Can "Bad Skin Elasticity" Cause Poor Cosmetic Surgery Results?
- Asked by lorit1275 in fraser, mi. usa
- 5 years ago
I had a face lift and neck lift 7 years ago that did not turn out well either. My neck is lumpy. I have extra skin below my left ear. I had to have revision surgery because the skin on my right ear lobe was pulled down. My surgeon's response was that I have bad skin elasticity. It wasn't his fault. Do some people really have bad skin?
Skin quality does affect the result a person receives
There are many issues with the skin that can make one patient's result from a facelift less optimal than they would like. Basically it comes down to elasticity in the skin. The better yours is, the better the result will be and the longer it will last. Factors that affect elasticity are your genetic background, history of weight swings, acne scarring, and sun damage. Seriously sun damaged skin will never allow for the same result from a facelift as non sun damaged skin.
That being said, it doesn't sound as though your problems were entirely from your skin but rather with technical problems with how your surgery was done.
Skin Quality and Post-op Results
There can be different issues with "skin quality" and the effect on post-op results.
The first is any tendecy towards scar problems. This would include patients that tend to heal with keloids or hypertrophic scars. Interestingly, patients that are older tend to have finer scars than people who are younger but this tendency can be overridden by people who have scarring problems.
The second has to do with skin elasticity. Depending on the the amount of collagen (and the type) in your tissue you have a certain elasticity. Patients with less elastic skin tend to be more challenging to achieve good results.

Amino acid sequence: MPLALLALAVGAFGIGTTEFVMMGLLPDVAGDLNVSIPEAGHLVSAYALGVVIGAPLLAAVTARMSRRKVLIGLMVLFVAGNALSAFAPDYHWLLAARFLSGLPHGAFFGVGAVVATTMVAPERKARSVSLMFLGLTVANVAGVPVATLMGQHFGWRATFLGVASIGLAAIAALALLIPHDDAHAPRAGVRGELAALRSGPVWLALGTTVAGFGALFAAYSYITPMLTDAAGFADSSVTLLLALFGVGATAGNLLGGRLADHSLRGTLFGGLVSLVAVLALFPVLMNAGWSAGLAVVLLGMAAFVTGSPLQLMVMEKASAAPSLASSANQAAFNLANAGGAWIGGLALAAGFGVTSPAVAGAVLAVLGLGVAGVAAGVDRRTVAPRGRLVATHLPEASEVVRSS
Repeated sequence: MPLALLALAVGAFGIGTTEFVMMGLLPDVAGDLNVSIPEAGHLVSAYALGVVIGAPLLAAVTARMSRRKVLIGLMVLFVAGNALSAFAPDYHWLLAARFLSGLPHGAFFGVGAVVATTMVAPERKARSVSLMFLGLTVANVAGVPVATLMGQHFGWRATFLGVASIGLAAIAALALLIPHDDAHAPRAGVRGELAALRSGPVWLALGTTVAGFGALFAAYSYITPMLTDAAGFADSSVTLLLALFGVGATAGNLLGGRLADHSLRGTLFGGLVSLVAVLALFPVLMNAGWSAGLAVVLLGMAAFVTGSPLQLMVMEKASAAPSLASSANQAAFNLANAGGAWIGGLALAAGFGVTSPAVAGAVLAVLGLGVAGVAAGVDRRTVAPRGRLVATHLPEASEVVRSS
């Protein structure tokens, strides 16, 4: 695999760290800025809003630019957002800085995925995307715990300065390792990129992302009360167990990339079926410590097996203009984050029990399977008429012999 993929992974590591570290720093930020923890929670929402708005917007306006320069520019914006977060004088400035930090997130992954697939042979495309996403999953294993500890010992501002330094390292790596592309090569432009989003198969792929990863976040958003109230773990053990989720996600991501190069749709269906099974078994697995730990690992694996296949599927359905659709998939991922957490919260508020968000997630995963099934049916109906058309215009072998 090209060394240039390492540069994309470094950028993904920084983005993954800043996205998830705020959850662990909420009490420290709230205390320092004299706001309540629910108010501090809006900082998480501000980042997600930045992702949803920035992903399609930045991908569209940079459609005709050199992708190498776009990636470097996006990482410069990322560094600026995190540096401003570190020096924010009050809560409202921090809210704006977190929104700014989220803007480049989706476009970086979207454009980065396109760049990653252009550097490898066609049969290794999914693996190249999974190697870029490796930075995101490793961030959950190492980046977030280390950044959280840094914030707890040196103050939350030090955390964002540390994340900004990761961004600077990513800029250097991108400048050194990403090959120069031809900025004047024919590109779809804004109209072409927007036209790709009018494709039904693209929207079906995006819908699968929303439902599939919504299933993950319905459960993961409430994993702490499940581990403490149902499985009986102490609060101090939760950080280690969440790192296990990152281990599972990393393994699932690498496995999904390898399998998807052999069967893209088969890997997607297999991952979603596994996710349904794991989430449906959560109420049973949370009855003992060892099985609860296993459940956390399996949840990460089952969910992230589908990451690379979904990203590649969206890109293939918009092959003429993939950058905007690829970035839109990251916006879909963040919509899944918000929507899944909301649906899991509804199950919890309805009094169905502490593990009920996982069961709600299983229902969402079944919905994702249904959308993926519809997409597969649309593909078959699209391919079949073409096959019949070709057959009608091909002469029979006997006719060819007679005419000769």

There are also a subset of patients with collagen or inflammatory disorders where cosmetic plastic surgery is actually contra-indicated.
I'm sorry you're disappointed with your results. Try getting a few opinions from board certified plastic surgeons in your area.
I hope this helps.
No such thing as "bad" skin
It is important to perform the procedure that fits the anatomy and the expectations, not the other way around. Too often a "standard" procedure is performed without customizing it ,or modifying it or the patient's expectations, to accompany the anatomical realities. Skin quality is variable for sure, but if a patient's skin is "bad", the procedure should take some of that into consideration. Skin might be "thick", or "thin", have lost elasticity, or is prone to hyperpigmentation or hypertrophic scars, but it does not usually cause lumpiness, pulled-down ear lobe, or residual sagging skin. You might ask your surgeon what he means exactly by "bad".
There are multiple factors that contribute to the final...
There are multiple factors that contribute to the final result after facial rejuvenation surgery, and the quality of the patient's skin is indeed one of them. Other factors include age, smoking history, overall medical health, type of procedure chosen (there are multiple ways to rejuvenate the face, include many different types of facelifts) and the patient's inherent ability to heal. Given all of these factors, the communication between the patient and surgeon is critical so that the patient understands completely what the risks are and what to expect in terms of the result.